• Business Scenarios: Explore four common scenarios for utilizing Azure features: development and test, hybrid, application and infrastructure modernization, and Azure Mobile Services.

2014 Blog in Review

The WordPress.com stats helper monkeys prepared a 2014 annual report for this blog.

Here’s an excerpt:

The concert hall at the Sydney Opera House holds 2,700 people. This blog was viewed about 27,000 times in 2014. If it were a concert at Sydney Opera House, it would take about 10 sold-out performances for that many people to see it.

Click here to see the complete report.

Azure Worker Role Changes in SDK 2.4

It’s been quite a while since we’ve seen any significant (ok, really any) changes in the boilerplate template code Visual Studio generates for Azure Cloud Services (web or worker roles). For as long as I can remember, the code has looked like this:

public override void Run()
{
    // This is a sample worker implementation. Replace with your logic.
    Trace.TraceInformation("WorkerRole.23 entry point called");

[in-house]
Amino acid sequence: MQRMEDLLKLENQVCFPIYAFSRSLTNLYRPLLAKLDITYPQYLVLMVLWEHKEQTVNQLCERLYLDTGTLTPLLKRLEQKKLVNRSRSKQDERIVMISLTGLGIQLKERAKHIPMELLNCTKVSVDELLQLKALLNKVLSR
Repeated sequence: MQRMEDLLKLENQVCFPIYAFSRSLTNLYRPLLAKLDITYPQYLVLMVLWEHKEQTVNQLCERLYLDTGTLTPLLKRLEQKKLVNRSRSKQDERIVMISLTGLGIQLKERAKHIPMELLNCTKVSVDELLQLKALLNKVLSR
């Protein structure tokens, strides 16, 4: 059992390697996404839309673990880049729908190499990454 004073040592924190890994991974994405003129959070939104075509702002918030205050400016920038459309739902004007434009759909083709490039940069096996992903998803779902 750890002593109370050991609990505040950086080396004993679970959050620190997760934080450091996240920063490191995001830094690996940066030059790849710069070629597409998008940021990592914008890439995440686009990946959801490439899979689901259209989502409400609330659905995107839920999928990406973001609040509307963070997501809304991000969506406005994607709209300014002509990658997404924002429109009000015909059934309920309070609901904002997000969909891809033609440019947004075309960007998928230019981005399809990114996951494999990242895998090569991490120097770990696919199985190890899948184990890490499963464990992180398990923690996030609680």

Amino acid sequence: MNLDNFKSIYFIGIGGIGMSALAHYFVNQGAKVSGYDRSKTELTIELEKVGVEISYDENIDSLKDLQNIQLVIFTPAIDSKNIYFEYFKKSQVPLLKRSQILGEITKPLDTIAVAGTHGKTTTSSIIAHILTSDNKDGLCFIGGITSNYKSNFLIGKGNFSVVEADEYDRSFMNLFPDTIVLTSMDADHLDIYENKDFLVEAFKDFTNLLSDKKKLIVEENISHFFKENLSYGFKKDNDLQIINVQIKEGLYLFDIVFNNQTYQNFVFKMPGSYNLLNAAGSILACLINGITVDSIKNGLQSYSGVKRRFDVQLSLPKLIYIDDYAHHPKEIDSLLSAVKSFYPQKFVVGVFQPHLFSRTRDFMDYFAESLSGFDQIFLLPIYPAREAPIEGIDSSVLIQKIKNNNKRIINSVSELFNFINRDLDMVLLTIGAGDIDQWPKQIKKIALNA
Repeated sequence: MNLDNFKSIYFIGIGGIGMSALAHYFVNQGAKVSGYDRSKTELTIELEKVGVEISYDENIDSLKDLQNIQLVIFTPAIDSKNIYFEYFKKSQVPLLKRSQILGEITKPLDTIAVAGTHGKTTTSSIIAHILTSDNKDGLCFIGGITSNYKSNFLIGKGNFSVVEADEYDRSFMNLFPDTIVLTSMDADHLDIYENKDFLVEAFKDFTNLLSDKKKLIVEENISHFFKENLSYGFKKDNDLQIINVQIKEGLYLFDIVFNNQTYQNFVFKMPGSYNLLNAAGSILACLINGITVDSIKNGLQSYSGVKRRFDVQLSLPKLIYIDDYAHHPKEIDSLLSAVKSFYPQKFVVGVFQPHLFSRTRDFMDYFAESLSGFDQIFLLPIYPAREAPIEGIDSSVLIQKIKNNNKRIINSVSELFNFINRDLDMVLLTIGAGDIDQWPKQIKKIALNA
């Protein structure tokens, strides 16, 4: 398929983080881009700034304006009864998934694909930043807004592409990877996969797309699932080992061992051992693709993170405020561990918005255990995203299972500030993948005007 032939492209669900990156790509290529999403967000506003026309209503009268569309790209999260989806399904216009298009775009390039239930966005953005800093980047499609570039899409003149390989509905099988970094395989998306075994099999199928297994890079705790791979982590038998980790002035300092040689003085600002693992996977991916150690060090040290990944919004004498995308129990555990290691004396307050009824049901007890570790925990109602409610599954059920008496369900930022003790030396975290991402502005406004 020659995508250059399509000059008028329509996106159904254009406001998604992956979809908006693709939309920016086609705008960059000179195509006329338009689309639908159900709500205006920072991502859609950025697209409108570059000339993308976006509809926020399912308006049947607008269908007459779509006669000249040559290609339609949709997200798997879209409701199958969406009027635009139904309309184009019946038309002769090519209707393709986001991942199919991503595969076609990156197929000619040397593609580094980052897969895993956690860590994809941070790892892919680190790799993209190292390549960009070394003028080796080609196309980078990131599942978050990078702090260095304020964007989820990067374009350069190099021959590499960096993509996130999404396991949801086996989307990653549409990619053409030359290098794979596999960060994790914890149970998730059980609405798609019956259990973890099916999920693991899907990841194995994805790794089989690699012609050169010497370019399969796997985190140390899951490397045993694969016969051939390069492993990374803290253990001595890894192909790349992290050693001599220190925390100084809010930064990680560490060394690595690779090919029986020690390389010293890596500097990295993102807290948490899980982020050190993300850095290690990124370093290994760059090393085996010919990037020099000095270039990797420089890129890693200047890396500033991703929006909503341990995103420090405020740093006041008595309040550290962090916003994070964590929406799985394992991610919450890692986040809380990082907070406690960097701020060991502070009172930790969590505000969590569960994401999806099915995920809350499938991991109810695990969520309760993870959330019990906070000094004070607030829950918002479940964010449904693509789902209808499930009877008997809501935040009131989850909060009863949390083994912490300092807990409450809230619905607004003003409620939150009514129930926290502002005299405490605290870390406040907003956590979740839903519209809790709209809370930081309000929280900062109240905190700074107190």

while (true)
    {
       Thread.Sleep(10000);
       Trace.TraceInformation("Working");
    }
}

Pretty basic, right?  Just do some work forever.  If there is a failure (i.e. an unhandled exception), it’ll bubble up and out of the Run method, effectively crashing the role and Azure will restart it. The problem with this is that it didn’t effectively handle the case when the role stops – when OnStop is called. If your code was doing something at the that time, too bad, so sad.  You’re done. Microsoft released some guidance way back in January 2013 on The Right Way to Handle Azure OnStop Events. Unless you knew of this blog post, or were really good at your Bing-fu, it was too easy to just use the Visual Studio generated code. And then something happens, your code doesn’t do what you think it should (even though it does exactly what it is told to do), and bad words are uttered silently, and feelings get hurt.